For all the sales leaders out there, I have good news and bad news.
The bad news is: sales will likely never go back to the way things were before the pandemic. There isn’t even going to be a consistent “new normal.” The coming years will be filled with a rolling set of changes – none of which mimic the world we left when pandemic broke out.
Now, for the good news. Elite sellers and sales organizations have practiced something for years that will to transition from difference-maker to survival tool. That practice is discovering and selling value.
As we discuss in our new book, Radical Value, discovering and selling value will be a matter of survival not just for elite sellers but a required practice for every seller.
You need to stop hoping things will go back to the way they were, and instead, as our colleague David Veech says, “build the new better.” Here are some tips.
Every customer’s situation has changed, and so has how customers perceive sellers’ value. You don’t even know what to sell a customer until you know how their situation has changed and how they see their future. Helping them understand and work through the change will be part of the value you add.
Elite sellers and sales organizations build every sales interaction around understanding the customer’s current perception of the world and working from outcomes they desire. You and your customer need to co-create their “new better.”
In the short term, whatever you’re selling must help them stabilize/improve operations, serve customers, preserve cash and/or get their staff back to work. Your ability to help them deliver on these issues will be the key to delivering value.
Again, we won’t return to a consistent state of normalcy anytime soon. Physical distancing restrictions will ease gradually. Supply chains will be readjusting and even reconfiguring, probably for years. Some businesses will rocket, some will lag. The result: a “rolling change” normal.
The short-term advice to “check in, show you care, and ask how you can help” is just that: short term. Continuing it only adds to Zoom fatigue and results in buried emails. Instead, reserve your interactions to those that open the opportunity for you to add value.
In addition, we all know that change (restructuring, market shock, etc.) suspends buying activity as decision teams re-assess the risks of doing anything. This crisis is no different. Sellers who build enough value to overcome the risk of change are going to harvest the first fruits.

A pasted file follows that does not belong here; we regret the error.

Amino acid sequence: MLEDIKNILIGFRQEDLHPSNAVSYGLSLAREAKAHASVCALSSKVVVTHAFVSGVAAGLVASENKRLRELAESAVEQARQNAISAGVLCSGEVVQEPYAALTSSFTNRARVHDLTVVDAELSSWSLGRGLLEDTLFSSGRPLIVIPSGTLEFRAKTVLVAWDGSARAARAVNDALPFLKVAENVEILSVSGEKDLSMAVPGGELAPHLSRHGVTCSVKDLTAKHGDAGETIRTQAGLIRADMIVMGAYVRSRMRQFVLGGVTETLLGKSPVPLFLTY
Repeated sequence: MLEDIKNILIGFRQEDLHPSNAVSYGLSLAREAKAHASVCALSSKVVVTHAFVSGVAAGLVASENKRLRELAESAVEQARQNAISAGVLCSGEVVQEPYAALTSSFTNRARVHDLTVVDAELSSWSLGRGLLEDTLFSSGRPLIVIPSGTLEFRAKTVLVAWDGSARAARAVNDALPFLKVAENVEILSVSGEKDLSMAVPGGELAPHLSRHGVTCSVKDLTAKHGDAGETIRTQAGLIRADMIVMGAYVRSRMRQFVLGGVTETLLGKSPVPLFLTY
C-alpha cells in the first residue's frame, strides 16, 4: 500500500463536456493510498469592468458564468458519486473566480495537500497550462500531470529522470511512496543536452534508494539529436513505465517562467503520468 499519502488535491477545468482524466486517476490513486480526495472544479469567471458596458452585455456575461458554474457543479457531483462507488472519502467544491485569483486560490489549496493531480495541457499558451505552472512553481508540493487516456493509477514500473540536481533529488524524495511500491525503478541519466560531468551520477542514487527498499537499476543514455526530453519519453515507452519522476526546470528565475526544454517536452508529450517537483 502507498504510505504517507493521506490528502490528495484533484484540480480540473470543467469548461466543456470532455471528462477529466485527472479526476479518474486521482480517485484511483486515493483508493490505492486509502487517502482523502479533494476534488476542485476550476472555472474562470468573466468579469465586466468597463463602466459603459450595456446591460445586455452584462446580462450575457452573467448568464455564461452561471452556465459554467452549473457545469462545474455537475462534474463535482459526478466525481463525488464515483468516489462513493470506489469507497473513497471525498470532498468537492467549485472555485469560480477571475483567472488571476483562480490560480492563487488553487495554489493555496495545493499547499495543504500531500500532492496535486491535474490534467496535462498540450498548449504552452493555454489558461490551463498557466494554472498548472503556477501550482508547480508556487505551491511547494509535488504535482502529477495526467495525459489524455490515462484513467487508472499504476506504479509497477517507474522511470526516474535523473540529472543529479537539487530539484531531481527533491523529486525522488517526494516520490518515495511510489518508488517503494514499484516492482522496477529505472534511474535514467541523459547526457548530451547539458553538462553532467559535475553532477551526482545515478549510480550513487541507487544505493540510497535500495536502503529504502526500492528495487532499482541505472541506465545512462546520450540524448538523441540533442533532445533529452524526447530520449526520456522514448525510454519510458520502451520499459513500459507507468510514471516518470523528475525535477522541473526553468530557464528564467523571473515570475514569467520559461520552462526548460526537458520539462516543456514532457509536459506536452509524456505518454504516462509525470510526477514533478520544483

You can’t know the customer’s business unless you know business. Microsoft (to name one) feels so strongly about this that it puts their enterprise-level sellers through a specialized MBA program. That kind of sale requires meaningful business discussions with senior executives. (How can any company claim to solve major business issues that their sellers can’t articulate, discuss, and build consensus around?)
Simply discovering a customer’s “pain and gain” points uncovers only what they already understand and can articulate…to you and every competitor who asks. This leads to two or three competing proposals which look identical, and risk-averse buyers either sticking with status quo or choosing the lowest price bid.
It’s your responsibility to understand the customer’s world and situation better than the buying influencers, so that they build value. Give yourself a chance to add value by doing research on the company and its challenges before calling, and have a few value hypotheses prepared. Then do great value discovery.
Brilliant statements from marketing that challenge buyers’ perspective go nowhere in this environment without a powerful business conversation behind them. If you are going to be a valued resource who offers unique business perspective which break through post-pandemic fear, you are having insightful business conversations.
Your goal is to close the growing buyer and seller gap, where buyers prefer to gain information from a variety of resources besides a sales representative. Specifically, in a recent Brevit survey, 13 percent of customers state sales reps understand their needs. When you combine that with the study from Blender where a shocking 82 percent of customers think their sales rep is unprepared means most sellers aren’t adding value.
Always remember: value is why customers buy. Who they buy from is determined by the seller who discovers, communicates, and builds that value in the customer’s mind.
Christine Gilroy has led both small and Fortune 500 sales organizations for more than 15 years, after a long tenure as VP of sales at Oracle where she focused on selling sales solutions to large enterprises and advising startups.
Mark Boundy is author of Radical Value: How to Take Your Company to the Next Level through Radical Customer Centricity.